The ingenious composer Frederic Chopin in many respects differed from the majority of his predecessors and even his contemporaries. He wrote works only for pianoforte.
Crying to the sound of music
On March 1, 1810, a few dozen kilometers from Warsaw, in the village of Żelazowa Wola, a boy was born to the Polish and French family, who was named Frederick. The family lived in the count’s estate. There, Chopin’s father worked as a teacher for his children. Soon, Nicolas Chopin was offered to go to work at the Warsaw Lyceum, so the family moved to the capital.
Little Frederic grew up to the sound of music – my father played the flute and violin, and my mother sang beautifully and sometimes accompanied herself on the piano. Without uttering another word, Chopin began to cry when he heard music or singing at home. Parents are upset, they believed that the child does not like music. Very soon they were convinced of the opposite, because at the age of five, Frederic was already doing fine light plays that had been learned with Ludwik’s older sister. Known in the Polish capital, a musician from the Czech Republic Wojciech Zhivny agreed to become a teacher of the boy. An experienced teacher could instill in his talented pupil a love for classical music, especially for the works of Johann Sebastian Bach.
Little virtuoso Frederic Chopin
The debut of a small pianist took place in Warsaw. Then he was barely seven years old. The first concert was successful, and the news of the young talent quickly spread through the city. Chopin’s performing talent developed so rapidly that at a young age Frederic was on par with the best Polish pianists.
Teacher Alive even refused lessons with a small virtuoso. He said that he could teach Frederic nothing. In parallel with music studies, Chopin received an excellent general education. He spoke fluently in French and German, studied the history of Poland and absorbed volumes of fiction. The young man drew well, differed sharp mind, observation and surprising mimic talent, which could guarantee him a theatrical career. But since childhood he has chosen for himself the only way – music.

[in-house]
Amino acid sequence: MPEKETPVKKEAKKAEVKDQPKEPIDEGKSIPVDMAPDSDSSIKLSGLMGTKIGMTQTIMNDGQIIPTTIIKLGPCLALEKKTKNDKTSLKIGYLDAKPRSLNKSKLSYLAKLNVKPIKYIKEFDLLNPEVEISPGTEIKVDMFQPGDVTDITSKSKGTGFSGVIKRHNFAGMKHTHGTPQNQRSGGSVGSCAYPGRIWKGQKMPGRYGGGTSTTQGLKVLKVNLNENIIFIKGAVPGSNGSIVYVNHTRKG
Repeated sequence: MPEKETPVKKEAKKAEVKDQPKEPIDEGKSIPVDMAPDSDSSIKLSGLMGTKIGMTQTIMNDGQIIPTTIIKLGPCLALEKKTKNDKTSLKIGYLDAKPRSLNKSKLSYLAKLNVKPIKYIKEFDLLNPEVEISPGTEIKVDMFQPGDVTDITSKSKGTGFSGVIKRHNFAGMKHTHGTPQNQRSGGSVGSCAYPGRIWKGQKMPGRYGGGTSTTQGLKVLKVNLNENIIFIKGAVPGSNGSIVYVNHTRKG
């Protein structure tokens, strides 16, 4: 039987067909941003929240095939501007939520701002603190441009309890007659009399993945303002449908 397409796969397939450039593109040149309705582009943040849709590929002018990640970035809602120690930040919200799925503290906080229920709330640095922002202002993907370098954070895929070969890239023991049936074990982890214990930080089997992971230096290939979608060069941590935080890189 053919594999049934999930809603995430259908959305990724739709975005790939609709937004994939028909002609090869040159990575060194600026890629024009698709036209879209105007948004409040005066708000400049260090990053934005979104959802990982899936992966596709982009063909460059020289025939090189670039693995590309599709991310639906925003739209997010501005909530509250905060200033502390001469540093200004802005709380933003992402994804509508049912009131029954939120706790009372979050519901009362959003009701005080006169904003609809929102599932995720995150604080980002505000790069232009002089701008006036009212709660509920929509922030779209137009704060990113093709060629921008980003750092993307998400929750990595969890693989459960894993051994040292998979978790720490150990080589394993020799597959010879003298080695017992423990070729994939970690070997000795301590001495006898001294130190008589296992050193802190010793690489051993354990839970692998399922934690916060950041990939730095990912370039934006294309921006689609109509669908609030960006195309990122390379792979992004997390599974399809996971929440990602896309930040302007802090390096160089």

Best pianist of the country
After graduating from the Lyceum, Frederic entered the music school. There, his formation continued under the guidance of an experienced teacher and composer Joseph Elsner. He quickly realized that before him was not just talent, but a real genius. He even wrote about this in a characterization given to a young performer. By this time the young man had already been recognized as the country’s best pianist. In those years, his compositional talent became mature. This is confirmed by two concerts for piano and orchestra, written in 1829-1830. Now pianists from different countries invariably include these works in their repertoire.
Then Chopin fell in love for the first time. Tender feelings he experienced for the young singer Constance Gladkovskaya from the Warsaw Conservatory. It was under the influence of this that Frederic created the song “Desire”.
Farewell to the Motherland
The young musician visited Vienna, where he gave several concerts that were successful with the public. His family understood that a virtuoso pianist can go to a real concert tour. But Chopin did not dare to take this step for a long time. Bad apprehensions prevailed over him. It seemed to the composer that he left his homeland forever. After lengthy meditations in the autumn of 1830, Frederic left Warsaw, taking with him a cup with Polish friends presented with friends.
Unfortunately, his premonitions were not deceived. Chopin parted with his native land forever. Remembering the wonderful reception that had been given him in Vienna, Frederic decided from there to begin his tour. But, despite all the trouble, the musician never managed to organize an independent concert, and the publishers did not hurry to buy his works for publication.
Suddenly, from Poland came the disturbing news. Polish patriots organized an uprising against Russian tsarism. Frederic decided to suspend his tour and return to his homeland, but his relatives insisted that he did not come to avoid persecution. Reluctantly, Chopin submitted to his family and left for Paris.